Brad Meyer, director of public works, came before the El Dorado Board of City Commissioners at the meeting on Tuesday, Jan. 16 to discuss the results of the recent recycling survey that was sent out last month. The public works department sent out 4,200 surveys, and about 1,900 were returned.

"This allowed us to gauge the public's comments – their thoughts, et cetera – about our recycling programs," Meyer said.

Keeping the recycle program will prevent the materials from going into the landfill but could decrease the city's public works fund balance for waste services. Getting rid of the recycle program will increase the amounts going to the landfill and will likely create the need for a second trash cart at most households.

Responses to the survey are as follows:

Are you willing to pay for curbside recycling? 844 yes, 1082 no If yes, are you willing to pay an additional $3 to $5 per month for the service? 820 yes, 731 no

In light of the current situation with the city's recycling programs and the related survey responses, Meyer presented four possible options for trash and recycling going forward. After some discussion, the board of city commissioners settled on the second option, which costs $15.75 per month and is a dollar more than the current monthly price for services. The $1 increase covers the new expense to move recycle material.

"Option number two, again, everything [related to] services provided would stay the same," Meyer said.

Those services are:

a trash cart, with weekly collection of residential trash a recycle cart, with weekly collection of residential recyclables allowing people to have an additional trash cart for $6.50 a month if they desire an extra one large, bulky residential cardboard pick up spring clean-up fall clean-up cart assembly, repair and distribution (including turn-on's or turn-off's for new customers) cart and dumpster replacement compost site operations

The pro's of option number two are that it does not spend down fund balance, it stabilizes recycle material expenses and keeps recycle material out of the landfill. The con is the slight raise in cost. This change in waste services will be monitored during FY 2018, and a subsequent report will be prepared in early FY 2019 for a FY 2020 change if needed.

Later in the meeting, the city commission selected Greggory Lewis as vice-mayor for the year 2018. Chase Locke, who no longer serves on the board of commissioners, was the previous vice-mayor.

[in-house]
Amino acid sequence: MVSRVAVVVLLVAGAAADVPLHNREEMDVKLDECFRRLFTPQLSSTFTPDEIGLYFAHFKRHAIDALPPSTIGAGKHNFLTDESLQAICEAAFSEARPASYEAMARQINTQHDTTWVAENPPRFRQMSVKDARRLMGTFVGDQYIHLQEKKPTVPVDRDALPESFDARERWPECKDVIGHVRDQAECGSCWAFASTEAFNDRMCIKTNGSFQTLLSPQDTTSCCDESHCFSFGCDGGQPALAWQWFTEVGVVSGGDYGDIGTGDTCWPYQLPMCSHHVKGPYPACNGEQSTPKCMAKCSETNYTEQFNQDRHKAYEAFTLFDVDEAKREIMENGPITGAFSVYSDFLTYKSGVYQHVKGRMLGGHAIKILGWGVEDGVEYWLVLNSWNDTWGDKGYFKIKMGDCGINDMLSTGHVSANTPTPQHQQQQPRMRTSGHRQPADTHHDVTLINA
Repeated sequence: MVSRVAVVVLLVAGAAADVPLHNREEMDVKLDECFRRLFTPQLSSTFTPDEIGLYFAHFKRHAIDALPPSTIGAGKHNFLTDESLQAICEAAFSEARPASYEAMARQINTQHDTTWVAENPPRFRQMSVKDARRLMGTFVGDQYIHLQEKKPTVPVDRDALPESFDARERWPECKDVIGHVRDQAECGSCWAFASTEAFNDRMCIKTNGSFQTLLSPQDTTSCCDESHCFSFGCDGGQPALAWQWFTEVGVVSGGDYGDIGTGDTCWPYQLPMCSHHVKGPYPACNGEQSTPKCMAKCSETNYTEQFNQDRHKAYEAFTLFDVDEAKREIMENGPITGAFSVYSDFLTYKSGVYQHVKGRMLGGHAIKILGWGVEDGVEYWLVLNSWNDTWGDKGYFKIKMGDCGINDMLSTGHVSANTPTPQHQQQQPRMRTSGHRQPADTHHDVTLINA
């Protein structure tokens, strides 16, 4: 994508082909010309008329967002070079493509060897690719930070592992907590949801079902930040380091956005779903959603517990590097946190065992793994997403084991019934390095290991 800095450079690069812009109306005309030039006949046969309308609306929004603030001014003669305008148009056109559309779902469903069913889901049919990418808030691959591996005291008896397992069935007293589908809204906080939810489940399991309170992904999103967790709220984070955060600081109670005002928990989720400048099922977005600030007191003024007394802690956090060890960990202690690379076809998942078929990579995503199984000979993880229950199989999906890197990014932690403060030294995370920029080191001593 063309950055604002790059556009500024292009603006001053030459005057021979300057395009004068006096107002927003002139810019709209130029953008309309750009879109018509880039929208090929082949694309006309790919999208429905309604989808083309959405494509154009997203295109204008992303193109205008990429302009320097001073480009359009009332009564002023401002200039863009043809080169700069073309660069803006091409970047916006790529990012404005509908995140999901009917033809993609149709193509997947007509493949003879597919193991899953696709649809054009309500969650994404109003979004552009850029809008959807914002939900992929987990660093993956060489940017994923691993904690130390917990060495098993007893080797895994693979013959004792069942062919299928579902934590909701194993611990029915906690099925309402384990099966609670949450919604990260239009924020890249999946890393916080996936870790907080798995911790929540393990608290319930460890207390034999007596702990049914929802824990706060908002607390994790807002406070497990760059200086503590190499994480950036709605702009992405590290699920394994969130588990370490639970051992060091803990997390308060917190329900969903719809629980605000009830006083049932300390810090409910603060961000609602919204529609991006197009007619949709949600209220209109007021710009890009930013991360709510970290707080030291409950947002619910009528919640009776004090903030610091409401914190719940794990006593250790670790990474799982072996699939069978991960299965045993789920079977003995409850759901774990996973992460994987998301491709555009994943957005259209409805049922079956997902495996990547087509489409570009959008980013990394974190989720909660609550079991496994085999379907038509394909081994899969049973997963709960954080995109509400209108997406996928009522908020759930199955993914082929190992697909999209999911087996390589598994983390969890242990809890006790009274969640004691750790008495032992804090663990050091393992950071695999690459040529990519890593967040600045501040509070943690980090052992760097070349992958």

The board also recognized Jim Gardner for serving 12 years as the youth commission advisor, from 2005 to 2017. He was presented with a plaque of appreciation.

"You know, Jim, this is kind of ironic for me – being my high school government teacher," Mayor Vince Haines said. "So this has been an interesting road, and thank you for that .... From high school class, to National History Day to everything that was in government, thank you for those years of service. And thank you, also, for the years of service to the youth commission, which has been a valuable program for us in terms of getting youth engaged and educated on what's going on in the municipal government. And so, for that, we thank you."

El Dorado residents attended the meeting to voice their opinions for or against the rezoning of seven lots in the Adlesperger-Smith Addition from R-1 Low Density Residential District to R-2 Medium Density Residential District. Randy Dean wanted to build duplexes on lots owned by Don Adlesperger, which would require the rezoning. The lots are located near the intersection of West Finney Avenue and South Emporia Street.

The current zoning, R-1, allows single-family, residential developments and limited institutional uses, such as churches and schools with a special use permit. R-2 allows the same uses with the addition of two-family residential developments, or duplexes.

After hearing the concerns of people who live in the addition area, the board of city commissioners went against the recommendation of the planning commission and denied the rezoning. Residents who spoke up at the meeting explained that, when they bought their houses, they were under the impression that only single-family homes – and not duplexes – would be in their neighborhood, citing the current zoning. Other concerns, such as possible traffic congestion, were discussed as well.

At the city commission meeting on Jan. 8, the following appointments were made:

Haines was sworn in for his second term on the board of commissioners. Matt Guthrie was sworn in for his first term on the board, replacing Locke. Nick Badwey was sworn in for his third term on the board. Deputy Fire Chief Tony Yaghjian was promoted to that position from captain, as the position was originally held by El Dorado's new fire chief, Joe Haag. Jacob McKee and Dustin Hatfield were sworn in as two new firefighters.